I would normally have lessons right now ... but I have just attended a very tearful goodbye meeting with my class and now they are all gone. Its amazing to look at that bunch that seemed like such "sweat-hogs" a few months ago, and now they are such fine young men and women about to leave for Australia. I feel a bit weird about it ...sort of sad and sort of happy - for them at least. Its so different from kids graduating from year 7 at primary school. I have only known them since September and yet I am very fond of them. It was quite a wrench to say good-bye to them.
I had one lesson this morning with the class that (I assume) will be my next class, the group that goes to Australia this time next year. Now there's a bunch of sweat-hogs! George (our Canadian colleague) teaches them at the moment, and they are really giving him a bad time. They were awkward and restless this morning for me too, especially a bunch of the bigger boys. (George is counting down the days til he leaves at the end of January.) Somehow I never saw myself teaching high school, especially the older kids. But it has very special rewards, I am discovering.
In between sentences here I am having a second go at breakfast. I tried to cook myself some porridge this morning but the microwave just wouldn't heat it. So I tried cooking toast but the toaster was only luke-warm. On a morning when the temp is about 5 below, somehow a cold banana for breakfast just doesn't cut it! It seems that besides the trick of turning off our electricity periodically to share it around, sometimes they just kind of water it down. I don't know if that makes sense scientifically, but it sure happens. We really do put things in the fridge to stop them freezing. We have found that it is not good to buy fruit in the street markets after a few very cold days because the fruits are frozen inside. Now I finally have a bowl of steaming-hot porridge.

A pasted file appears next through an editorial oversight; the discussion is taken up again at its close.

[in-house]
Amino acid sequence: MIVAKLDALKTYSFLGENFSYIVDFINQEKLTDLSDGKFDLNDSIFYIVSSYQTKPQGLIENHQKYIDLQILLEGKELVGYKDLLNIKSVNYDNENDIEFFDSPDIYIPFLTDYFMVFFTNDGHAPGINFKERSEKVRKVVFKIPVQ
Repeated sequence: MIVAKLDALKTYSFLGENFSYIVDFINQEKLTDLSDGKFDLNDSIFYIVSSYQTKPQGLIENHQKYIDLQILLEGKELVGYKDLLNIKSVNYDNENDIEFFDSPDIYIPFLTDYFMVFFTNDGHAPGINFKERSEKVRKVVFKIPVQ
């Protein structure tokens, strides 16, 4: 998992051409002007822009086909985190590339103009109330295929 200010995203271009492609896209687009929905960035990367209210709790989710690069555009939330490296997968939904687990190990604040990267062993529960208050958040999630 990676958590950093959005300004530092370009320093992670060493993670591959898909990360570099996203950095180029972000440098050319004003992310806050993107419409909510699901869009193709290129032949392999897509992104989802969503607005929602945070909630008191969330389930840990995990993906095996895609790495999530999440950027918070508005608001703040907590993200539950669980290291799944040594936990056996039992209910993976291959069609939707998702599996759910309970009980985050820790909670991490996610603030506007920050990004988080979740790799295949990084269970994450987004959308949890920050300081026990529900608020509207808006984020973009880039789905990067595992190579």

Bea is still here. She is a bit limp these days, just getting over a cold. I know she is lonely and a bit bored - she is finding it hard to know how to fit in and what to do. They have offered to let her work here, but its hard to teach people your own age and older when you are only 17 and inexperienced. There is an offer of a job teaching younger kids, classes of 60 or so, at a nearby school - but she is understandably apprehensive about that because she has no idea whether she is capable of it or not. She also has an offer of work in Beijing teaching younger kids - we may go with her during our winter break (soon) to investigate that. And there is a job teaching English to pre-schoolers at a school about three hours from here. She wants to return to Australia in early May before her 18th birthday.
So this morning I woke her up as I usually do to ask if she wanted to come to class with me - sometimes she does, sometimes she'd rather lie around at home and watch videos - at least its warm inside. But this morning I handed her a 100yuan note and told her to go "fly solo" and spend some money, after all it’s a fine day although its still cold. So it looks like I gave her $100, and she can buy about $100 worth of stuff with it, but in "real" (Australian) terms it is only about $16! There are some lovely little shops full of Chinese trinkets she's been itching to have a better look at. She is quite familiar with how to get a motorbike taxi-ride, how to ask in Chinese, she knows her Chinese numbers and hand-signs, and how to get home again - it’s walking distance to the nearest little shops anyway, and she has her mobile if she gets into strife. I saw a bit of her old spark return to her eyes when I handed her the money, so maybe it will give her the motivation she needs to get out and about a bit. And once she starts to really enjoy spending money she may get more of an urge to get adventurous and earn some too.